I recently spent a day in Cambridge that began at an academic conference on cities at Harvard’s Radcliffe Institute and ended well into the night at a burlesque show called “Strip Zeppelin’’ held at Oberon, the second stage of the American Repertory Theater, which is also part of Harvard. Under the university’s august auspices, I encountered two communities of experts with advanced training: those who think about cities for a living and those who assembled a theatrical extravaganza around the undeniable truth that the titanic crunching blues-derived grooves of “Immigrant Song” and “The Ocean” provide excellent accompaniment for dancing mostly unclothed. Together, the two groups taught a lesson about the role that institutions like universities can play in giving shape to all sorts of creative inspirations.
You can probably picture the conference; “Strip Zeppelin’’ requires a little more description. The show’s main force was Niki Luparelli, a robust blonde wiseacre sausaged into a bustier, drink perpetually in hand. She did a fine job with Robert Plant’s caterwauling vocals, and supplied louche patter between songs. She had recruited a band, all women except for the keyboard player, that rose gamely to the challenge of Zep’s signature pomp and grind. Local burlesque performers in a wide variety of female shapes and sizes came on in relays to sashay, wriggle, and dangle circus-style from rings or ropes. It was all very ironic and yet curiously earnest.
It may come as news to you, as it did to me, that Boston has a burlesque scene. It does, a growing one — and, in keeping with local habits, Boston’s burlesque folk are eager to distinguish what they do from what goes on in New York City. “New York’s more into vintage,” explains a stalwart of the local scene who performs under the stage name Mary Widow, “but in Boston there’s a lot of alt- and neo-burlesque, contemporary performance art and dance theater with a burlesque element.”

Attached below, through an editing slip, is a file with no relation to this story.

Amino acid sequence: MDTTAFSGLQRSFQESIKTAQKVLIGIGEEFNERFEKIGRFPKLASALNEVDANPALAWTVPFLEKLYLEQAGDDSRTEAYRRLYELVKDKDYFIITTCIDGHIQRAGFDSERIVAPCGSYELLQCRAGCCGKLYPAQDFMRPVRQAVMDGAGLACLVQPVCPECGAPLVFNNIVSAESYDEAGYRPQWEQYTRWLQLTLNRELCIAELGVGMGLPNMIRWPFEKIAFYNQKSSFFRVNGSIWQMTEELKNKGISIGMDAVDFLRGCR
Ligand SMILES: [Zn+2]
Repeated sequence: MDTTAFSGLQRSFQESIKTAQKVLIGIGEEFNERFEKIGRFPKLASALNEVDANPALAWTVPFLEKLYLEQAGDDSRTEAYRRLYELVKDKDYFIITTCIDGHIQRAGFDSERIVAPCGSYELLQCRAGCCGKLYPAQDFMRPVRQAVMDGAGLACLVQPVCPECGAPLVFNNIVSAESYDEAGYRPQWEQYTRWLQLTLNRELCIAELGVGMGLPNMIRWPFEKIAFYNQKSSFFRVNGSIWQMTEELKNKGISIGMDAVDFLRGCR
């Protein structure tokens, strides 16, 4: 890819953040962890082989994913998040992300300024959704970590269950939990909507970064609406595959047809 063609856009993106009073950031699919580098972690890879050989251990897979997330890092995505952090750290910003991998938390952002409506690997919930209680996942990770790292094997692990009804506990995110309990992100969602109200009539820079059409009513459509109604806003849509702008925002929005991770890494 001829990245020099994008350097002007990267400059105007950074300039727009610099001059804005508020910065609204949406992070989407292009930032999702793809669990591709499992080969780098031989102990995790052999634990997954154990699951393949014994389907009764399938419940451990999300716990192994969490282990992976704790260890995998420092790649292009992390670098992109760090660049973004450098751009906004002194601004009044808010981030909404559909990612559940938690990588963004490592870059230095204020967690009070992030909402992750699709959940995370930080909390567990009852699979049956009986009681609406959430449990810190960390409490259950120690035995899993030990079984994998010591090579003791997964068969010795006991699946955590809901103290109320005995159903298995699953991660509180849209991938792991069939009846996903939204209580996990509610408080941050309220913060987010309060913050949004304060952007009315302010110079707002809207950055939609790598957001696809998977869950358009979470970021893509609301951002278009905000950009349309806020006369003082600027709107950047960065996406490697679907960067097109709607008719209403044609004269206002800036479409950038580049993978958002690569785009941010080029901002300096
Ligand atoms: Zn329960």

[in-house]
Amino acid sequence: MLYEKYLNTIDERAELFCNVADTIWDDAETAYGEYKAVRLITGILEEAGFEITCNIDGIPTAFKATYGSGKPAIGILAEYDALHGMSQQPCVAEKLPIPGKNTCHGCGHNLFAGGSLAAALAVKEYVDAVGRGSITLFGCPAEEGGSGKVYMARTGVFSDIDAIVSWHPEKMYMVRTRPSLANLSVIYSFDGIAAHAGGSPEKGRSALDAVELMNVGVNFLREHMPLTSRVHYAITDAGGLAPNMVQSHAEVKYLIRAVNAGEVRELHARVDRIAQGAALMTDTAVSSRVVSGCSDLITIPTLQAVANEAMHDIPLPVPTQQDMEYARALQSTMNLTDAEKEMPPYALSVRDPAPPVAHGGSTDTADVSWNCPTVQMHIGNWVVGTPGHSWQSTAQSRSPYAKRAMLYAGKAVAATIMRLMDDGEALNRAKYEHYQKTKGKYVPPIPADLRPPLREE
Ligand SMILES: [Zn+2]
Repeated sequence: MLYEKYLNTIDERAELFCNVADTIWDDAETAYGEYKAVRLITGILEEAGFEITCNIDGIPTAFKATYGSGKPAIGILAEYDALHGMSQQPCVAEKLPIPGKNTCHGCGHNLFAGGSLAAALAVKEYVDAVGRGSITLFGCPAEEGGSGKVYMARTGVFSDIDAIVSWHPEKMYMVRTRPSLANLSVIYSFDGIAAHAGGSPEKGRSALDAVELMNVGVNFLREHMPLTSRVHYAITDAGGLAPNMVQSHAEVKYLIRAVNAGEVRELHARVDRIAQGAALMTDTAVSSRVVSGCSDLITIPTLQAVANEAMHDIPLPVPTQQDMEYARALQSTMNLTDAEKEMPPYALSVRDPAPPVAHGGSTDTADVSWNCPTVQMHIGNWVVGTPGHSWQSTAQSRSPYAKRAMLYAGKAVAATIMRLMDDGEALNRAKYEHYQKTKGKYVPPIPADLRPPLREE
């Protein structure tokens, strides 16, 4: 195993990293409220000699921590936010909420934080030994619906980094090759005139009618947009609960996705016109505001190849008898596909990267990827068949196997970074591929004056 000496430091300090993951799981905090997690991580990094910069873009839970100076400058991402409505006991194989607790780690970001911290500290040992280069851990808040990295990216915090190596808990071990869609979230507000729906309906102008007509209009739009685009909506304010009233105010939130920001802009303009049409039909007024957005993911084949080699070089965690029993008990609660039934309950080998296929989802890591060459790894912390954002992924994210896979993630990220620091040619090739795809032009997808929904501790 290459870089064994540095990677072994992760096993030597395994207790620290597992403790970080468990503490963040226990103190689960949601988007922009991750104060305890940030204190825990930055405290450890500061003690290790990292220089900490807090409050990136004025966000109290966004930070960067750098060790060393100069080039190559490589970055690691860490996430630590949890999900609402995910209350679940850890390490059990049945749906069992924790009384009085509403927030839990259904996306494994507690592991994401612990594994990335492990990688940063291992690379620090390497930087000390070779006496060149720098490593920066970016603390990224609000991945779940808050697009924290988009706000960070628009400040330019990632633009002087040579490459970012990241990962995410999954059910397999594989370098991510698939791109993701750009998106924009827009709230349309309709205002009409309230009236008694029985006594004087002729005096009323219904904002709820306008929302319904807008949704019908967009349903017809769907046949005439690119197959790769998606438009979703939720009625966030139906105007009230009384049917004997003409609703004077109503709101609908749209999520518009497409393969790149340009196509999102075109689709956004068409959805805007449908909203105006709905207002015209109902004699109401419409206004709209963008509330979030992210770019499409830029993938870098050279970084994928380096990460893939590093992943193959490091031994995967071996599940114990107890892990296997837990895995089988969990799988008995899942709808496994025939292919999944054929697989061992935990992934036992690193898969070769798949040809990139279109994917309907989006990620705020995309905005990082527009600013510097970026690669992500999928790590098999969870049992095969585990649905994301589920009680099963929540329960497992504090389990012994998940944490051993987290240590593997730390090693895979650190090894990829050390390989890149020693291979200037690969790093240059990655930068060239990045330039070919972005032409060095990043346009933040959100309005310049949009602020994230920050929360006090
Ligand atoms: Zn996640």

And, naturally, in an overeducated city like this one, the whole enterprise needs to be adequately theorized. “There’s a lot of talk about whether we’re ‘chasing the male gaze,’” says Vanessa “Sugar Dish” White, artistic director of the Lipstick Criminals troupe and of “The Slutcracker,” an adult take on Tchaikovsky that does big business at the Somerville Theatre every December. “You’ll hear people asking, ‘Is it a feminist thing or not? Is it body-positive?’ ”
As that kind of seminar language suggests, even burlesque bears the marks of school in this academic company town. Between the hypercompetent Berklee-trained musicians in the band and the dancers who showed signs of backgrounds in ballet and other traditional forms, “Strip Zeppelin’’ offered a reminder that in Boston you’re never far from the classroom. Niki Luparelli, who has had plenty of classical voice training, says, “I could have taken that degree and gone into teaching music, which would have been satisfying in its own way, but I would have been censoring myself all the time. I’m a bawdy person.”
Oberon offers a club-theater setting especially suited to experimental, informal, and fringe-dwelling productions. One of its missions is to provide a first-class venue at which local performers can put on ambitious shows, and the imprimatur of the American Repertory Theater helps them build their audiences and resumes. Burlesque is part of the mix at Oberon, right alongside Euripides’ “The Bacchae,” a recent production of which was directed by Widow.
As an institution, a university serves as a vessel for creative inspiration. A school’s endowment, prestige, accumulated expertise, and campus facilities combine to form a container into which all manner of creative people can pour all sorts of inchoate impulses — everything from the urge to understand cities to the urge to get naked and move to music. An institution can help such impulses take shape and substance in the world. Between the conference on cities, at which I learned a lot, and the burlesque show, at which I had a somewhat bemused good time, I treated myself to a long, edifying day at school.Carlo Rotella is director of American studies at Boston College. His latest book is “Playing in Time: Essays, Profiles, and Other True Stories.’’